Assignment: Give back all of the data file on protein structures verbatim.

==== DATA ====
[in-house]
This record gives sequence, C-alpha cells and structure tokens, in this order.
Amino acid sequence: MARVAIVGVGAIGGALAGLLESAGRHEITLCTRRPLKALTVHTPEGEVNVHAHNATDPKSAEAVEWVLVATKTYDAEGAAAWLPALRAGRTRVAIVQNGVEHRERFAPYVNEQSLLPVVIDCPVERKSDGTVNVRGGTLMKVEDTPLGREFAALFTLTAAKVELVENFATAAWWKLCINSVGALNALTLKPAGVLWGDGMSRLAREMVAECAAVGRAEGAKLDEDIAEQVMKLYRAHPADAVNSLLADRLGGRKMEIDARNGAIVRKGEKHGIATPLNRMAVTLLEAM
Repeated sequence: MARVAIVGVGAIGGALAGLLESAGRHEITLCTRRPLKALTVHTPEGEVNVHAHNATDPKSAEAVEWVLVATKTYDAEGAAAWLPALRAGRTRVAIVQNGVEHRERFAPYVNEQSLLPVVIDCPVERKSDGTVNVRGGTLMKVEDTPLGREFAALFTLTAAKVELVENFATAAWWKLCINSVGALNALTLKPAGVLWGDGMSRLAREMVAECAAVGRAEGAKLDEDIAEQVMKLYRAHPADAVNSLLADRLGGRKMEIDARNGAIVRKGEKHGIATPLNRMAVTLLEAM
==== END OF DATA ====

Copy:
[in-house]
This record gives sequence, C-alpha cells and structure tokens, in this order.
Amino acid sequence: MARVAIVGVGAIGGALAGLLESAGRHEITLCTRRPLKALTVHTPEGEVNVHAHNATDPKSAEAVEWVLVATKTYDAEGAAAWLPALRAGRTRVAIVQNGVEHRERFAPYVNEQSLLPVVIDCPVERKSDGTVNVRGGTLMKVEDTPLGREFAALFTLTAAKVELVENFATAAWWKLCINSVGALNALTLKPAGVLWGDGMSRLAREMVAECAAVGRAEGAKLDEDIAEQVMKLYRAHPADAVNSLLADRLGGRKMEIDARNGAIVRKGEKHGIATPLNRMAVTLLEAM
Repeated sequence: MARVAIVGVGAIGGALAGLLESAGRHEITLCTRRPLKALTVHTPEGEVNVHAHNATDPKSAEAVEWVLVATKTYDAEGAAAWLPALRAGRTRVAIVQNGVEHRERFAPYVNEQSLLPVVIDCPVERKSDGTVNVRGGTLMKVEDTPLGREFAALFTLTAAKVELVENFATAAWWKLCINSVGALNALTLKPAGVLWGDGMSRLAREMVAECAAVGRAEGAKLDEDIAEQVMKLYRAHPADAVNSLLADRLGGRKMEIDARNGAIVRKGEKHGIATPLNRMAVTLLEAM